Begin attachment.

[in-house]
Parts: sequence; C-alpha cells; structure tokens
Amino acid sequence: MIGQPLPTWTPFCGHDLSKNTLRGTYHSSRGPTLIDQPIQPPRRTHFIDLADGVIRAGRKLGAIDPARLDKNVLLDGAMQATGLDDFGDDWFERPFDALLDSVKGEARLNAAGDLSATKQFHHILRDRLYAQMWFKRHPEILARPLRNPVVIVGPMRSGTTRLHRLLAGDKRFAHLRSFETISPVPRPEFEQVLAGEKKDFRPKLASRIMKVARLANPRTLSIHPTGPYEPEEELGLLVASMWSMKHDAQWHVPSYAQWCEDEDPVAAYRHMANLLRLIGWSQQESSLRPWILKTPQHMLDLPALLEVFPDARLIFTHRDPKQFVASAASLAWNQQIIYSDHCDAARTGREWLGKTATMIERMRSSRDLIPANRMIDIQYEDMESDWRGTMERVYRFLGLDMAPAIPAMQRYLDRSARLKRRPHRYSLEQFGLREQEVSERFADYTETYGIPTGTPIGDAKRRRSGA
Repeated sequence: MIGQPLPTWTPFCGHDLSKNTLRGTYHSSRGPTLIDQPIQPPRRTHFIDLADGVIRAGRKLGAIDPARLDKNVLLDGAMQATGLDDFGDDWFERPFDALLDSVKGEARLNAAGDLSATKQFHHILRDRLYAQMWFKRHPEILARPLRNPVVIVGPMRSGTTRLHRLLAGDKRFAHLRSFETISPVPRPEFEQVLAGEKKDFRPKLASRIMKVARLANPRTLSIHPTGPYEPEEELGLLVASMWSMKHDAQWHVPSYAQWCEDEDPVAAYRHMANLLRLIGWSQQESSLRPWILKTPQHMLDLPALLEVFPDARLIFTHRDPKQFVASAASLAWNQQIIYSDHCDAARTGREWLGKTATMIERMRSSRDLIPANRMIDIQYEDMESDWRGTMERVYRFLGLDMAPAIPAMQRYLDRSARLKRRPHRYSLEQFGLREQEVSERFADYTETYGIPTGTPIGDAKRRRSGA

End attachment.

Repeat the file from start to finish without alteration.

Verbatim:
[in-house]
Parts: sequence; C-alpha cells; structure tokens
Amino acid sequence: MIGQPLPTWTPFCGHDLSKNTLRGTYHSSRGPTLIDQPIQPPRRTHFIDLADGVIRAGRKLGAIDPARLDKNVLLDGAMQATGLDDFGDDWFERPFDALLDSVKGEARLNAAGDLSATKQFHHILRDRLYAQMWFKRHPEILARPLRNPVVIVGPMRSGTTRLHRLLAGDKRFAHLRSFETISPVPRPEFEQVLAGEKKDFRPKLASRIMKVARLANPRTLSIHPTGPYEPEEELGLLVASMWSMKHDAQWHVPSYAQWCEDEDPVAAYRHMANLLRLIGWSQQESSLRPWILKTPQHMLDLPALLEVFPDARLIFTHRDPKQFVASAASLAWNQQIIYSDHCDAARTGREWLGKTATMIERMRSSRDLIPANRMIDIQYEDMESDWRGTMERVYRFLGLDMAPAIPAMQRYLDRSARLKRRPHRYSLEQFGLREQEVSERFADYTETYGIPTGTPIGDAKRRRSGA
Repeated sequence: MIGQPLPTWTPFCGHDLSKNTLRGTYHSSRGPTLIDQPIQPPRRTHFIDLADGVIRAGRKLGAIDPARLDKNVLLDGAMQATGLDDFGDDWFERPFDALLDSVKGEARLNAAGDLSATKQFHHILRDRLYAQMWFKRHPEILARPLRNPVVIVGPMRSGTTRLHRLLAGDKRFAHLRSFETISPVPRPEFEQVLAGEKKDFRPKLASRIMKVARLANPRTLSIHPTGPYEPEEELGLLVASMWSMKHDAQWHVPSYAQWCEDEDPVAAYRHMANLLRLIGWSQQESSLRPWILKTPQHMLDLPALLEVFPDARLIFTHRDPKQFVASAASLAWNQQIIYSDHCDAARTGREWLGKTATMIERMRSSRDLIPANRMIDIQYEDMESDWRGTMERVYRFLGLDMAPAIPAMQRYLDRSARLKRRPHRYSLEQFGLREQEVSERFADYTETYGIPTGTPIGDAKRRRSGA